By Anna-Marie Lever
Science and Nature reporter, BBC News
Bottlenose dolphins call to their newborns to ensure they can identify mum
Female bottlenose dolphins whistle 10 times more often than usual after giving birth in order to help newborns recognise who is "mum".
The findings by a US team appear in the journal Marine Mammal Science.
These "signature whistles" are unique to each animal, allowing them to be used for identification.
Bottlenose dolphins are highly social; in their first weeks, calves encounter many adult females that they could potentially mistake for their mothers.
"The most obvious explanation for the increase in maternal signature whistle production is the need for the mother to be in contact with her calf," zoologist Dr Deborah Fripp from Dallas Zoo suggested.
"However, the decrease in signature whistle production of [dolphin] mother Lotty after three weeks does not fit this idea, especially as calves actually wander further from their mothers as they get older."
Instead, Dr Fripp said a likely purpose of this whistling enables a process called imprinting, whereby the calf learns to recognise its mother.
"Bottlenose dolphins can swim at birth and are highly social. In other species, these traits are associated with imprinting. A calf can easily get separated from its mother and find itself among many other dolphins."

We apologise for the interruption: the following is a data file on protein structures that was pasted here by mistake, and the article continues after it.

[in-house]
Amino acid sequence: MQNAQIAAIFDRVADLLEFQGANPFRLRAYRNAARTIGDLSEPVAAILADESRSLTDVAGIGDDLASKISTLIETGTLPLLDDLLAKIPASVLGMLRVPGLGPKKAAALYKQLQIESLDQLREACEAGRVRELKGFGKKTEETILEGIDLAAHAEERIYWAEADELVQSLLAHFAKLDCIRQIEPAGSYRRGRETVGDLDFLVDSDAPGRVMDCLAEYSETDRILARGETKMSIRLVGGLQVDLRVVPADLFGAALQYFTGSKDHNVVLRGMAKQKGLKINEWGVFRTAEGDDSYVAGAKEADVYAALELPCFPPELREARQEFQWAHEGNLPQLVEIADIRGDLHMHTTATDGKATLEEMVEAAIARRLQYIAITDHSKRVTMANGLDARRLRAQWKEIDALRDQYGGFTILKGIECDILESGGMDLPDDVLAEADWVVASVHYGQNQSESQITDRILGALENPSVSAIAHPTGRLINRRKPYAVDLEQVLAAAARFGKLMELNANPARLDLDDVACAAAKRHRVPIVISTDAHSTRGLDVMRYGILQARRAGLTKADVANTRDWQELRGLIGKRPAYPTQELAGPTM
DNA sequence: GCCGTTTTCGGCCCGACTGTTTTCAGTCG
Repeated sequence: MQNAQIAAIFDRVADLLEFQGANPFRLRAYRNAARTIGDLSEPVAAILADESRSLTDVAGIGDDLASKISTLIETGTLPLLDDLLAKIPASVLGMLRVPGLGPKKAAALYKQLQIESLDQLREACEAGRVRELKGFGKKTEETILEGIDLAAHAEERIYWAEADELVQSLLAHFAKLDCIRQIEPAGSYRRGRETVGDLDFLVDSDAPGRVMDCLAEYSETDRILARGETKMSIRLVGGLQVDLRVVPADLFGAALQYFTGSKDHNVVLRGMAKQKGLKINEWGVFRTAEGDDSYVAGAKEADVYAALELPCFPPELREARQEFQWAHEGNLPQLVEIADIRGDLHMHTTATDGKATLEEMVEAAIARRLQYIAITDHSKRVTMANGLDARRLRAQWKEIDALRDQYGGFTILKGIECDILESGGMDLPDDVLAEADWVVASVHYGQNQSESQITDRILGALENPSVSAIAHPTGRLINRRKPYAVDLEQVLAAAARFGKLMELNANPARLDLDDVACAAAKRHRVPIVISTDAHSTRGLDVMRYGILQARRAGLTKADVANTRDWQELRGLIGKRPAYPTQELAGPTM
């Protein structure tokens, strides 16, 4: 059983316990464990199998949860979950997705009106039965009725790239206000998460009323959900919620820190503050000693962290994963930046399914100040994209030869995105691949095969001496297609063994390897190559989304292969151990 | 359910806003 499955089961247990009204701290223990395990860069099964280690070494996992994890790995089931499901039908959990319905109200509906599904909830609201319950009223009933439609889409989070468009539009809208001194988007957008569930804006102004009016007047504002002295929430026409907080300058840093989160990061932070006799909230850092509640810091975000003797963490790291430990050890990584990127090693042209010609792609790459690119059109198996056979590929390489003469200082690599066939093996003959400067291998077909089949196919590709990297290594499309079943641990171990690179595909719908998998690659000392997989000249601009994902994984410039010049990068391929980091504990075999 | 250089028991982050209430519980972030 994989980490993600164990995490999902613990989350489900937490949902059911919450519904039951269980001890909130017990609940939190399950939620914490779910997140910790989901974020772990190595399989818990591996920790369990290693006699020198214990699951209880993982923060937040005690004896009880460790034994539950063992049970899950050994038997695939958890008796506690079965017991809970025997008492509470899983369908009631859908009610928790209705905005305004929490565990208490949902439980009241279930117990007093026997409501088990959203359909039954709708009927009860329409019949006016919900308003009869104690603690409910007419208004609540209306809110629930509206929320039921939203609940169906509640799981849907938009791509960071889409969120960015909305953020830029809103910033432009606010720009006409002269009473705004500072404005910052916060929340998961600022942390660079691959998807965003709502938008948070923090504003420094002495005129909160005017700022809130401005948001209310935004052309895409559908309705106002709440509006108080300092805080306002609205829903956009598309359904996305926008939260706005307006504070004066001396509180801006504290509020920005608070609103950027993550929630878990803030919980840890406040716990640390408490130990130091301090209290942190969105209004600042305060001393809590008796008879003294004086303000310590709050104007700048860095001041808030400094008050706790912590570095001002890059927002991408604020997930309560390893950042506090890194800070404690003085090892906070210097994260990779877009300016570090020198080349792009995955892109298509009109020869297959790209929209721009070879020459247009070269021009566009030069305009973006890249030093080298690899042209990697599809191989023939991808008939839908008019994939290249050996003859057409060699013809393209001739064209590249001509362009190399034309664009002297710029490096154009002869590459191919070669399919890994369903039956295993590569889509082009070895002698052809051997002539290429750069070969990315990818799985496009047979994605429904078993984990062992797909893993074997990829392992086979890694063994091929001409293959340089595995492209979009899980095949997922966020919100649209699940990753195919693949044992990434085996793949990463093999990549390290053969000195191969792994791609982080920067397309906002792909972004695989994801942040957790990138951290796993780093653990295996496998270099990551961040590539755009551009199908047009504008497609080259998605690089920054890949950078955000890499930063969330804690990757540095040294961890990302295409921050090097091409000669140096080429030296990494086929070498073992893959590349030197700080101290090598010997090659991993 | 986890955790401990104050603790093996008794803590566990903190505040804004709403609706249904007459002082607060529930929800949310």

In some bird species, the critical period for imprinting is as short as a few hours. In some mammals, it is the first few weeks of life.
Imprinting may also help stop females from stealing newborns from other mothers. This behaviour has been reported before in bottlenose dolphins (Tursiops truncatus), and newborn Lotus was stolen on day one, though subsequently returned.
"Theft incidents almost always occur in the first day of the calf's life. Perhaps this is because after a calf has imprinted on its mother, such theft is more difficult," Dr Fripp explained.
Although dolphins can whistle at birth, they are not born with their unique signature whistle.
"Dolphin mothers do not teach their babies how to whistle, so the increase in whistle production at birth is not for this," Dr Fripp said.
She added: "Calves' whistles are almost never similar to their mothers'. Interestingly, female calf whistles are more similar to those animals in their environment which they are not interacting with than to those of animals they know."
Dr Fripp investigated maternal whistle use in four captive dolphins at Kolmardens Djurpark in Kolmarden, Sweden. The females were named Nephele, Vicky, Delphi and Lotty.
The four females each had their own calf. Unfortunately, all but the last calf born - Lotus, the son of Lotty - died within two weeks of life.
"It is sad that the calves died. The infant mortality rate was high, but this year is not representative," said Dr Fripp.
"Infant mortality rate in the wild is not known - if a calf is born and dies within a week it probably won't be recorded. In captivity it is."
As soon as Lotus was born, Vicky stole him and took him to the surface. Lotus remained with Vicky until day six when he was removed from the pool for a day of medical treatment. On his return, he was reclaimed by rightful mother Lotty.
Dr Fripp added: "Unfortunately, with only one calf surviving to week three, and a calf with an unusual first week at that, the evidence to show a return to normal levels of maternal signature whistle production is not particularly strong. Future work is needed to examine this."
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